Cost cap to be inclusive of VAT in ‘Third Heathrow Runway’ case
R (Friends of the Earth Ltd) v Secretary of State for Transport  EWCA Civ 13
- Related Member(s):
- David Wolfe QC
- Related Practice Area(s):
- Public Law, Environmental Law and Natural Resources
This issue arose from the costs given in the ‘Third Heathrow Runway’ proceedings. The issue in the present case arises from para. 4 of this Court’s order of 27 February 2020, after judgment had been handed down in the substantive appeal:
“The Defendant is to pay the costs of the Claimant in the Divisional Court and in this Court, subject to detailed assessment and a cap of £35,000 in respect of the costs in the Divisional Court, and a cap of £35,000 in respect of the costs in this Court.”
The question that remains is whether the Secretary of State must pay FoE £70,000 without more or whether VAT is payable on top of that sum.
Held: the application by FoE is refused. The sums specified in the costs order made by this Court on 27 February 2020, in respect of the costs as between FoE and the Secretary of State in this Court and in the Divisional Court, include VAT and are not exclusive of it.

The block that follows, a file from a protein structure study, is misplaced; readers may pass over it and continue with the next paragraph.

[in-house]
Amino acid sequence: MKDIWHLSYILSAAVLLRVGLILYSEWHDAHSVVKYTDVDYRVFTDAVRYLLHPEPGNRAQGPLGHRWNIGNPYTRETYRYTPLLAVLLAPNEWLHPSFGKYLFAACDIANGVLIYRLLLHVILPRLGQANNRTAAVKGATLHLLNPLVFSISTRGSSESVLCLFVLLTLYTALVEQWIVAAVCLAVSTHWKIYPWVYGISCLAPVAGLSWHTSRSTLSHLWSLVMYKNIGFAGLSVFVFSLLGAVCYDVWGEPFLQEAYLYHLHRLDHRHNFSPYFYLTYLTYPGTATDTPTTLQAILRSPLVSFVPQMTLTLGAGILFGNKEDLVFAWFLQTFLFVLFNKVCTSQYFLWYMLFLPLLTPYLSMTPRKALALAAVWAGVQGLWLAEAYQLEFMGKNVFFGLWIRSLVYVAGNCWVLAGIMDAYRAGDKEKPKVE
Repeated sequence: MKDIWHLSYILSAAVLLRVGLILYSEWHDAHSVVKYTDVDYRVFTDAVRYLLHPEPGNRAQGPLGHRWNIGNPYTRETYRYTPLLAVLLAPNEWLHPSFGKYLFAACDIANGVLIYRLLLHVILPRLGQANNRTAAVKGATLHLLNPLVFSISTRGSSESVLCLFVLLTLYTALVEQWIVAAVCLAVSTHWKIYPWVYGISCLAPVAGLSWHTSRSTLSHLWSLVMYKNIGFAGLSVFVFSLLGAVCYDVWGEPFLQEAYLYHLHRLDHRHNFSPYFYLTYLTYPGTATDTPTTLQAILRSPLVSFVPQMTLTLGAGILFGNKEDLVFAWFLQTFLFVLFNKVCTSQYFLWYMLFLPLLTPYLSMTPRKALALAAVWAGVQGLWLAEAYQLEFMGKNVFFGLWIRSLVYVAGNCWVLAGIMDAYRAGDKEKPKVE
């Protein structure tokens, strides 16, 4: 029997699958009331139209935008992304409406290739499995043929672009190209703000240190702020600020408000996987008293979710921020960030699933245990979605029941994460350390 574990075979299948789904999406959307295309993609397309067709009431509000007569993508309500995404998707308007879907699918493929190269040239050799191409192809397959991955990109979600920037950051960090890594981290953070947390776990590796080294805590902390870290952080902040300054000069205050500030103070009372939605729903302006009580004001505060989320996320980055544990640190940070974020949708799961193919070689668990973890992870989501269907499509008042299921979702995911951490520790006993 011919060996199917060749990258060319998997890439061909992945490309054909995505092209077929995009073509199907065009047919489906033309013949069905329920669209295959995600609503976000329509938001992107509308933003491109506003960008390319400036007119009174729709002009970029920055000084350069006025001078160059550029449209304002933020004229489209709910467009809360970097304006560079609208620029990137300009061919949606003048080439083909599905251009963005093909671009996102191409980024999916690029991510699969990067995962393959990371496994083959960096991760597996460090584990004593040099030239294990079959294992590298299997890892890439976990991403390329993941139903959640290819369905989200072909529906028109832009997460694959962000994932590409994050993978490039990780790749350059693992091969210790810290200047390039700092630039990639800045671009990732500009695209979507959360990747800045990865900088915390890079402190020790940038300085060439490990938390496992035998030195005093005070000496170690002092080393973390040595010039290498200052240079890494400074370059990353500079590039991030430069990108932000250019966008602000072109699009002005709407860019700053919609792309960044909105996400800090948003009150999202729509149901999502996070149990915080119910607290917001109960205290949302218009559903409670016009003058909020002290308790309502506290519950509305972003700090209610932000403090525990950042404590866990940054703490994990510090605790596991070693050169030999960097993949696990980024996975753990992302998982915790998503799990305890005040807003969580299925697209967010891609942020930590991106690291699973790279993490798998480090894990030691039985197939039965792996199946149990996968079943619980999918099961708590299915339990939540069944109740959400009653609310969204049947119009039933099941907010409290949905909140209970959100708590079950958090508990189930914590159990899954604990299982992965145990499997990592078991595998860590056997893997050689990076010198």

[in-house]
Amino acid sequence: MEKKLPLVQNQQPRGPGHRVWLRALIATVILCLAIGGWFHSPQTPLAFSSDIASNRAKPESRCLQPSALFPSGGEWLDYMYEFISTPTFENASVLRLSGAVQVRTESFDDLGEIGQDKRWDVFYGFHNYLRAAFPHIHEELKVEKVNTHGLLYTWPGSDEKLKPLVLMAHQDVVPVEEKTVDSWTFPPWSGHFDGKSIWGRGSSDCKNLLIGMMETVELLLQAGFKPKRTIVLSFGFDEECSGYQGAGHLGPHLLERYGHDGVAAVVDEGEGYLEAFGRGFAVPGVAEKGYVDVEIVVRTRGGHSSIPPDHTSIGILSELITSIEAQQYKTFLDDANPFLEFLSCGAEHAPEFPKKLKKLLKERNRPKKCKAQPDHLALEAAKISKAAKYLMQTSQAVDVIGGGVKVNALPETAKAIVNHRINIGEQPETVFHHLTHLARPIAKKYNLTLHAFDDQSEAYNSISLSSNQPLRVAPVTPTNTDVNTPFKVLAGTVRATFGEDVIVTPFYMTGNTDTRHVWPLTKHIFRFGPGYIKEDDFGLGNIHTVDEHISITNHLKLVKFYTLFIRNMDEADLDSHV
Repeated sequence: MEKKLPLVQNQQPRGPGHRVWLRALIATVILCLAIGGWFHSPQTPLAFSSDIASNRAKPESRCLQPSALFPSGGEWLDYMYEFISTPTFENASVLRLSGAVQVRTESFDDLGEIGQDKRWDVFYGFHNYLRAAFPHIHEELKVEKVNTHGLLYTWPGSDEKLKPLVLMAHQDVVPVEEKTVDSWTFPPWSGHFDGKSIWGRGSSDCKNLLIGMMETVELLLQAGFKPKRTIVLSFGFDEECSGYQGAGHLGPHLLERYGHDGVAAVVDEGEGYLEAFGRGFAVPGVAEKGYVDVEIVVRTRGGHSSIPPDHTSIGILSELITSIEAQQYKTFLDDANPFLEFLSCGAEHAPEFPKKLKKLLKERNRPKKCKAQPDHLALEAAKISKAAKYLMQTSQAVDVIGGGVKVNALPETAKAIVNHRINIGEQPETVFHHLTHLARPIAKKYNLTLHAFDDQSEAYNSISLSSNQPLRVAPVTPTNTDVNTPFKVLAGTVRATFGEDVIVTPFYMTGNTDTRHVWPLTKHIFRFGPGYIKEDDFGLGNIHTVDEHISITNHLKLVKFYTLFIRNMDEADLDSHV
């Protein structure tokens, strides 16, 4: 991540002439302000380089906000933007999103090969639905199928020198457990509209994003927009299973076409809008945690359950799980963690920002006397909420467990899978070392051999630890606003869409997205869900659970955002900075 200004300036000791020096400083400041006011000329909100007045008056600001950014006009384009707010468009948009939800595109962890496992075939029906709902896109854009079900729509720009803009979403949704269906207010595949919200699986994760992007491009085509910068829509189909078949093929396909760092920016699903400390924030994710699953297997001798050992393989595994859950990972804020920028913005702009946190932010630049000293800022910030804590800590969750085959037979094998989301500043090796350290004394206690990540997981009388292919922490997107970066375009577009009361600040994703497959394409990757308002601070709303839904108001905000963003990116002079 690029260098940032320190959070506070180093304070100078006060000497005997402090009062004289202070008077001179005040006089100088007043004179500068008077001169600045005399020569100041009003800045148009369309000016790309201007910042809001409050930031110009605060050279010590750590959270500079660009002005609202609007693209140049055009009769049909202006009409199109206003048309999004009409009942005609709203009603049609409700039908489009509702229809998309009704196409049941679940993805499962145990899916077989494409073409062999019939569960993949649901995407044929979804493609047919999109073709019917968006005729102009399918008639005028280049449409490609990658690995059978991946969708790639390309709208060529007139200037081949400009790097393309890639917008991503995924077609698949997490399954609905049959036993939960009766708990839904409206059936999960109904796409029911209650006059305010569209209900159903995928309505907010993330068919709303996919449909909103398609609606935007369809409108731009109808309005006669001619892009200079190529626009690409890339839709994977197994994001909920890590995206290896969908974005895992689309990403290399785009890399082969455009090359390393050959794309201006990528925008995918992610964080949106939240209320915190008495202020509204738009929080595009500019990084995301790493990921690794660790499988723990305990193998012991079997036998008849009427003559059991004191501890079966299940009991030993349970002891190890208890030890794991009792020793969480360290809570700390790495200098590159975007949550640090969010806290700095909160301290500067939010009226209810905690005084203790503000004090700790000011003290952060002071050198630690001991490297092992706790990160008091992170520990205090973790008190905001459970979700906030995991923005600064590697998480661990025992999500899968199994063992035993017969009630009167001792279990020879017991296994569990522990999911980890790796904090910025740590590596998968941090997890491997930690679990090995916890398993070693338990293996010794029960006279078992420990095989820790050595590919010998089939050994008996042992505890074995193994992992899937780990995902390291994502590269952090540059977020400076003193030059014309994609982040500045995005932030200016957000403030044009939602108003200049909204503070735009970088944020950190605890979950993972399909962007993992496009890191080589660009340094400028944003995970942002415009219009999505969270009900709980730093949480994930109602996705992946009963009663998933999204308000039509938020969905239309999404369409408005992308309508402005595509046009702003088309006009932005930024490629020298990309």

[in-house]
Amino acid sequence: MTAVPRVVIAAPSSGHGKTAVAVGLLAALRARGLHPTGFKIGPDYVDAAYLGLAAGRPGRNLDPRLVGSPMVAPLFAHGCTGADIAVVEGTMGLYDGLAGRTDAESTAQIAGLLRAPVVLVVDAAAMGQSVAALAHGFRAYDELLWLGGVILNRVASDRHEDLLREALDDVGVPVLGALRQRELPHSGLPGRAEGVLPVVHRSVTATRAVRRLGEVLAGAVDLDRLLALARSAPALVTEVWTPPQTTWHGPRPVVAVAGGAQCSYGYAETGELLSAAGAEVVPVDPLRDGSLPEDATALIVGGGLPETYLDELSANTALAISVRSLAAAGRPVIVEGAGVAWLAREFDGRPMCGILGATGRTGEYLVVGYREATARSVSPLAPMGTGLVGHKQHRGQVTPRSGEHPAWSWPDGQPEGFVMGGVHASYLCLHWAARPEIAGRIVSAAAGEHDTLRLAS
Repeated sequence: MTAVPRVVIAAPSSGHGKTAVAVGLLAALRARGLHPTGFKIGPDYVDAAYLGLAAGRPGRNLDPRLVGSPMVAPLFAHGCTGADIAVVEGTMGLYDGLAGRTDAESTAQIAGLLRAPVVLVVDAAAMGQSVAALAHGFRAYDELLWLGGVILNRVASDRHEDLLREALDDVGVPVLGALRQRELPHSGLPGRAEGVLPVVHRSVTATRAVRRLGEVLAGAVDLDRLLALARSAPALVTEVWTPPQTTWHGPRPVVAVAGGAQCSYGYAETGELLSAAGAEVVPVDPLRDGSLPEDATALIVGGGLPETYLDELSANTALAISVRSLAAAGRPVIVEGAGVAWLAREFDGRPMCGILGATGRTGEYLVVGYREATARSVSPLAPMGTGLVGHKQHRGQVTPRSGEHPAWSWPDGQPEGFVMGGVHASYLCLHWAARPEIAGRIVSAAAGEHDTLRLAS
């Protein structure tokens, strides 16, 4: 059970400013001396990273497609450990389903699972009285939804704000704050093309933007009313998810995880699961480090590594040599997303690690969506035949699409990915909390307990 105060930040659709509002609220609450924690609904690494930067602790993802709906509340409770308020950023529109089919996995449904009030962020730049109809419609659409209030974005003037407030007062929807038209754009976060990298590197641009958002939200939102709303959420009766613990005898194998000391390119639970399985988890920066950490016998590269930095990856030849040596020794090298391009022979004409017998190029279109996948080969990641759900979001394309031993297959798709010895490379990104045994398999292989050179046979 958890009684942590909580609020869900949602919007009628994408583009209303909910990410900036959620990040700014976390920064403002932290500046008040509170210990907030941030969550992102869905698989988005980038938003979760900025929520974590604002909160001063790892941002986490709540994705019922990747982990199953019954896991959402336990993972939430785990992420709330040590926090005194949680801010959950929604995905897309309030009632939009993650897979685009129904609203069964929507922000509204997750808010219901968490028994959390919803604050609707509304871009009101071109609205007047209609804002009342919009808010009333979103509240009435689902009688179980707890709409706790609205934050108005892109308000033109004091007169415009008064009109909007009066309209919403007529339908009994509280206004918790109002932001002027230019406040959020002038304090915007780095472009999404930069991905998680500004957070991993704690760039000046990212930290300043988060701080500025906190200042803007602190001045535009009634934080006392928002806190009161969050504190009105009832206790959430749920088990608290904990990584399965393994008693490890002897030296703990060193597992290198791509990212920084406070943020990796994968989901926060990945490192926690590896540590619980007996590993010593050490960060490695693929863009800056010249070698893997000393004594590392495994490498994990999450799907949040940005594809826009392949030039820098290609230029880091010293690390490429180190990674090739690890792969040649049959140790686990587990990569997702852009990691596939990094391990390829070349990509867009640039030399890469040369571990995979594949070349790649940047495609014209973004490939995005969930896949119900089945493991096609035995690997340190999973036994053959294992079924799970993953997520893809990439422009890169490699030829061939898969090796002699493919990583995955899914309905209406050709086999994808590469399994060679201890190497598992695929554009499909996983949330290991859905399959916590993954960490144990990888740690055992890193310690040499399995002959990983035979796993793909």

The court have reached the conclusion that the caps which are set out in CPR 45.43, are inclusive of VAT. That is the natural meaning of the words used in those provisions. The figures are set out as absolute amounts, without qualification. This construction is supported by the history of the consultation exercise and the response to it by the Government in the process which led up to the enactment of CPR 45.43.
No costs orders to be given as the dispute about VAT arose from the terms of the costs orders made by the Divisional Court and this Court. There was a genuine uncertainty about the effect of the costs orders, which needed to be resolved by the Court. It was reasonable for the parties to bring that to the Court’s attention and, at the Court’s request, to make written submissions about it.
There was no authoritative decision at the level of this Court on the legal issue which we have had to determine. There were a number of first instance decisions, which each side cited in support of its position. It has been important for this Court to resolve that issue of principle. This serves the wider public interest and not only the parties to this dispute.
David Wolfe QC was involved in this case.